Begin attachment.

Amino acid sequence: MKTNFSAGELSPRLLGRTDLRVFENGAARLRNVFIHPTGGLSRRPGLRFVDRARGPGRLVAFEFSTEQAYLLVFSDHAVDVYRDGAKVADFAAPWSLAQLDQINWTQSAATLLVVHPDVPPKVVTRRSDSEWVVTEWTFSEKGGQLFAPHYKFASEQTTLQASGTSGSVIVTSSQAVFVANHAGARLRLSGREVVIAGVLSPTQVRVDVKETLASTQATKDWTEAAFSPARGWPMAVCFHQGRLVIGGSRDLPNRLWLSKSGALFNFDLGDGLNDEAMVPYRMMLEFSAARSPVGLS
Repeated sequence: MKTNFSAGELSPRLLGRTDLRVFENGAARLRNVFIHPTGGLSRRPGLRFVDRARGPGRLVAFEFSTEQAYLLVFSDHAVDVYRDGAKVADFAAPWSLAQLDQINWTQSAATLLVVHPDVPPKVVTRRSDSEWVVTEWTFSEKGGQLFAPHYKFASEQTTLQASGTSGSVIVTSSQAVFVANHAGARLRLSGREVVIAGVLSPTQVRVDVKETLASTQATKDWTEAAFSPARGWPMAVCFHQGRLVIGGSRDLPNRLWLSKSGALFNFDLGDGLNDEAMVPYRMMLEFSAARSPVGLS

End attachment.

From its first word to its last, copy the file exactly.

Amino acid sequence: MKTNFSAGELSPRLLGRTDLRVFENGAARLRNVFIHPTGGLSRRPGLRFVDRARGPGRLVAFEFSTEQAYLLVFSDHAVDVYRDGAKVADFAAPWSLAQLDQINWTQSAATLLVVHPDVPPKVVTRRSDSEWVVTEWTFSEKGGQLFAPHYKFASEQTTLQASGTSGSVIVTSSQAVFVANHAGARLRLSGREVVIAGVLSPTQVRVDVKETLASTQATKDWTEAAFSPARGWPMAVCFHQGRLVIGGSRDLPNRLWLSKSGALFNFDLGDGLNDEAMVPYRMMLEFSAARSPVGLS
Repeated sequence: MKTNFSAGELSPRLLGRTDLRVFENGAARLRNVFIHPTGGLSRRPGLRFVDRARGPGRLVAFEFSTEQAYLLVFSDHAVDVYRDGAKVADFAAPWSLAQLDQINWTQSAATLLVVHPDVPPKVVTRRSDSEWVVTEWTFSEKGGQLFAPHYKFASEQTTLQASGTSGSVIVTSSQAVFVANHAGARLRLSGREVVIAGVLSPTQVRVDVKETLASTQATKDWTEAAFSPARGWPMAVCFHQGRLVIGGSRDLPNRLWLSKSGALFNFDLGDGLNDEAMVPYRMMLEFSAARSPVGLS